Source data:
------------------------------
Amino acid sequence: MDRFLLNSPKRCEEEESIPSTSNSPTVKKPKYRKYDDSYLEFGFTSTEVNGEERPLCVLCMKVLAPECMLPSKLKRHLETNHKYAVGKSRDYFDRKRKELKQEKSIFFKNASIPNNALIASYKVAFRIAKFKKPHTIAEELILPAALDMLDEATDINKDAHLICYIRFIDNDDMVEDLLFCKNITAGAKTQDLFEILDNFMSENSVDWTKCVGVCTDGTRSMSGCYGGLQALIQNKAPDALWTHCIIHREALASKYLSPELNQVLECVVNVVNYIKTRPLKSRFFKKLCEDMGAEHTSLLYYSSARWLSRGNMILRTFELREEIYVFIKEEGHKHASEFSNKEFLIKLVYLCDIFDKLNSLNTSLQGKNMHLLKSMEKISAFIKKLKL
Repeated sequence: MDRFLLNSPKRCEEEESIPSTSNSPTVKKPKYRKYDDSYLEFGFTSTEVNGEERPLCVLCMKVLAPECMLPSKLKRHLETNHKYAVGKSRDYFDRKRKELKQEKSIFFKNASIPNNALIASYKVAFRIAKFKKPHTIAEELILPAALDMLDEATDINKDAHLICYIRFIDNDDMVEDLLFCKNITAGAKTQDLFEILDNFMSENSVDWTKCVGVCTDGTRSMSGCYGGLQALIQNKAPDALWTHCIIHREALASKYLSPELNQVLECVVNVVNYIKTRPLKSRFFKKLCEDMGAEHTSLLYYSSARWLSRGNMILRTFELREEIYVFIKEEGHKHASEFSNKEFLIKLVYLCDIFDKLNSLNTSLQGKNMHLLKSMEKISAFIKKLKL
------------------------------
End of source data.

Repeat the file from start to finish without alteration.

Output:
Amino acid sequence: MDRFLLNSPKRCEEEESIPSTSNSPTVKKPKYRKYDDSYLEFGFTSTEVNGEERPLCVLCMKVLAPECMLPSKLKRHLETNHKYAVGKSRDYFDRKRKELKQEKSIFFKNASIPNNALIASYKVAFRIAKFKKPHTIAEELILPAALDMLDEATDINKDAHLICYIRFIDNDDMVEDLLFCKNITAGAKTQDLFEILDNFMSENSVDWTKCVGVCTDGTRSMSGCYGGLQALIQNKAPDALWTHCIIHREALASKYLSPELNQVLECVVNVVNYIKTRPLKSRFFKKLCEDMGAEHTSLLYYSSARWLSRGNMILRTFELREEIYVFIKEEGHKHASEFSNKEFLIKLVYLCDIFDKLNSLNTSLQGKNMHLLKSMEKISAFIKKLKL
Repeated sequence: MDRFLLNSPKRCEEEESIPSTSNSPTVKKPKYRKYDDSYLEFGFTSTEVNGEERPLCVLCMKVLAPECMLPSKLKRHLETNHKYAVGKSRDYFDRKRKELKQEKSIFFKNASIPNNALIASYKVAFRIAKFKKPHTIAEELILPAALDMLDEATDINKDAHLICYIRFIDNDDMVEDLLFCKNITAGAKTQDLFEILDNFMSENSVDWTKCVGVCTDGTRSMSGCYGGLQALIQNKAPDALWTHCIIHREALASKYLSPELNQVLECVVNVVNYIKTRPLKSRFFKKLCEDMGAEHTSLLYYSSARWLSRGNMILRTFELREEIYVFIKEEGHKHASEFSNKEFLIKLVYLCDIFDKLNSLNTSLQGKNMHLLKSMEKISAFIKKLKL